Consultoria de Desarrollo Rural, Emprendimiento Social & Desarrollo Sostenible (Spanish Version also available)
About this Webinar:
The development of rural infrastructure in developing countries can be expensive, challenging to implement, typically does not lend itself to easily measured, meaningful outcomes, and requires ongoing local support to ensure long-term efficacy. While international aid organizations, non-government organizations (NGOs) and foundations attempt to address these issues, smaller companies and start-up organizations that collaborate with these well-established organizations get bogged down with stringent contracting and lengthy reporting requirements, diverting much of their already scarce resources away from operations. As a result, innovation from smaller, local organizations that could otherwise provide sustainable solutions to persistent development problems is stifled.
If aid organizations make a commitment to the idea of “high-impact partnerships” the process for involving these partners must be reviewed and a more manageable procurement process for small organization must be implemented. If successful, the impact of these development projects could be dramatically improved. Locally-based entrepreneurs and organizations with long-term, in-country experience best understand the context of infrastructure projects. If these in-country partners are given the freedom to test out their ideas with pilot programs, then the potential to scale up their innovative solutions can result in immense positive impact for beneficiaries.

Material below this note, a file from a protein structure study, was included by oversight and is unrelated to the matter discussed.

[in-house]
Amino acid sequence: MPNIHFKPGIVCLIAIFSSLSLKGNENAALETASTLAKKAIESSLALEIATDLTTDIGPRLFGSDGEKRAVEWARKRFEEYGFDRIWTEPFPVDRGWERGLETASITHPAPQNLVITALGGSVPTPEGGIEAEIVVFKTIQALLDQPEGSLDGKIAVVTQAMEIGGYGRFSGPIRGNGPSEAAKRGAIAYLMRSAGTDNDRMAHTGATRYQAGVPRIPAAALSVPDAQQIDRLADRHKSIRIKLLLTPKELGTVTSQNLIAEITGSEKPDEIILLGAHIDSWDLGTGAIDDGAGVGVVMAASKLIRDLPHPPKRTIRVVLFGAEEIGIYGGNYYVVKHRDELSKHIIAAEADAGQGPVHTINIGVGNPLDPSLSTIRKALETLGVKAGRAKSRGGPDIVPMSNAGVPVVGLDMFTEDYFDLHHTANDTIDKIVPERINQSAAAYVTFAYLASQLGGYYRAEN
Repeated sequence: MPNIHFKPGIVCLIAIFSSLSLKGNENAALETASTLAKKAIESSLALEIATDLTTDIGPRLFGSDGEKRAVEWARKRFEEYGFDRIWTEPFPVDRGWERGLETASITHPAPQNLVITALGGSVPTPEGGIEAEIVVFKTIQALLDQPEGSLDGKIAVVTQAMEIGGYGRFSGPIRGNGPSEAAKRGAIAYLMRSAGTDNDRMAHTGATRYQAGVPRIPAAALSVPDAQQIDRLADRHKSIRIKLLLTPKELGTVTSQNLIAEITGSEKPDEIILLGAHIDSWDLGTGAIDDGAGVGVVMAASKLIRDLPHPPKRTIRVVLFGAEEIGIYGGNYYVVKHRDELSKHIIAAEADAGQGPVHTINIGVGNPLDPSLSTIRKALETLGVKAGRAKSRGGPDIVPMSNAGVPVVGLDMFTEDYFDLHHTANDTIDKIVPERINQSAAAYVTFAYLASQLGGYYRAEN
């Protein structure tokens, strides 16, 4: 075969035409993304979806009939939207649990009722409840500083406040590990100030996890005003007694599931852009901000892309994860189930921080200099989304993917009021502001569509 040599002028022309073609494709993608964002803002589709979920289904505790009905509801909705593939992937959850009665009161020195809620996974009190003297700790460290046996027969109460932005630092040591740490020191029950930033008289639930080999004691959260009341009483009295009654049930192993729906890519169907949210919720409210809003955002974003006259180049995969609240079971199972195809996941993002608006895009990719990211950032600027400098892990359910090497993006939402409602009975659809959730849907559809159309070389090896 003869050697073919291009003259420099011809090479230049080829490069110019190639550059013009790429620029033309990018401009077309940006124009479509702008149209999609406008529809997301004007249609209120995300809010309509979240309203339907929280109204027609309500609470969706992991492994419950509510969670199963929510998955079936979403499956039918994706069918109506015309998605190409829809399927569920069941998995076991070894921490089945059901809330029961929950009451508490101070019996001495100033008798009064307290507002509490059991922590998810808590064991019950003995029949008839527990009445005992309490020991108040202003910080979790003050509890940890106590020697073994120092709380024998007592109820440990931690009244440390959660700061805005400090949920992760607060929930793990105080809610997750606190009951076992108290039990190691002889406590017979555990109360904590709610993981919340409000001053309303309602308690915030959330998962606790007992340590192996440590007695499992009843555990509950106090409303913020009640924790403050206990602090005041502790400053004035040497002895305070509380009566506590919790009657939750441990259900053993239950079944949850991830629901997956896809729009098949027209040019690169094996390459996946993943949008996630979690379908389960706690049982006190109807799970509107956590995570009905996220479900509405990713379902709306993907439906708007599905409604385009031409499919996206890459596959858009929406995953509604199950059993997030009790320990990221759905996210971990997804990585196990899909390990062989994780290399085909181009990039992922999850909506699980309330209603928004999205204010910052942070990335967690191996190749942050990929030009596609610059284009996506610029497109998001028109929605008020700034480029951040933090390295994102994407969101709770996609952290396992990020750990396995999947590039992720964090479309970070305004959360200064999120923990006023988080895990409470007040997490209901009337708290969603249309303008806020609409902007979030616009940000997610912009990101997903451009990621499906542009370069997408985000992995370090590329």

Presenters & Moderators:
Daniel Garcia, P.E., has more than 15 years of experience in the engineering and finance sectors. His international development work has taken him to three continents, including two tours of duties with the Peace Corps in Nepal and Honduras and several projects with Engineer Without Borders (EWB) in Cambodia and Honduras. He founded Emergent Engineers in 2012 to foster collaboration between engineering professionals in North America and Central America. He works closely with his two Honduran partners to assist rural communities in obtaining access to basic needs, employ indigenous, capable professionals, and leverage technology to optimize the project procurement process in developing countries. He is a LEED Green Associate, Treasurer of the EWB Southeast Region, member of the America Society of Civil
Bryse Gaboury has extensive experience in civil engineering and construction management, primarily in Southeast Asia. Projects include reservoir reconstruction, temple restoration, rice mill warehouse design and construction management, irrigation systems, school buildings, hydrological assessment, WASH programs, temporary structures and site inspection. He holds a Master’s degree in Civil Engineering from Columbia University, a Bachelor’s degree in Architectural Engineering from the University of Colorado and a Professional Engineering license in the state of California. He is also a member of the American Society of Civil Engineers (ASCE), Engineers Without Borders USA, the American Cambodian Business CSR Committee and a founding member of the Lighthouse Club Phnom Penh, Cambodia Chapter.
Francesco Piazzesi, who grew up in Mexico is deeply passionate about home ownership and community building for the poorest of the poor. Piazzesi founded in 1985 Adobe Home Aid, a non-profit that teaches communities how to make robust construction materials out of 90% natural earth. After writing his PhD dissertation on “Sustainable Housing Microfinance Mortgage”, realized that community building and home ownership requires other components, such as social capital, financial literacy and credit instruments, in 1997 Piazzesi transformed Adobe Home Aid, a non-profit into a social business named Echale a Tu Casa. Echale´s social impact has reach 180 thousand families. The program has received Katerva, World Housing Award, Clinton Global and Schwab foundation recognition. Piazzesi is an Ashoka fellow since 2010.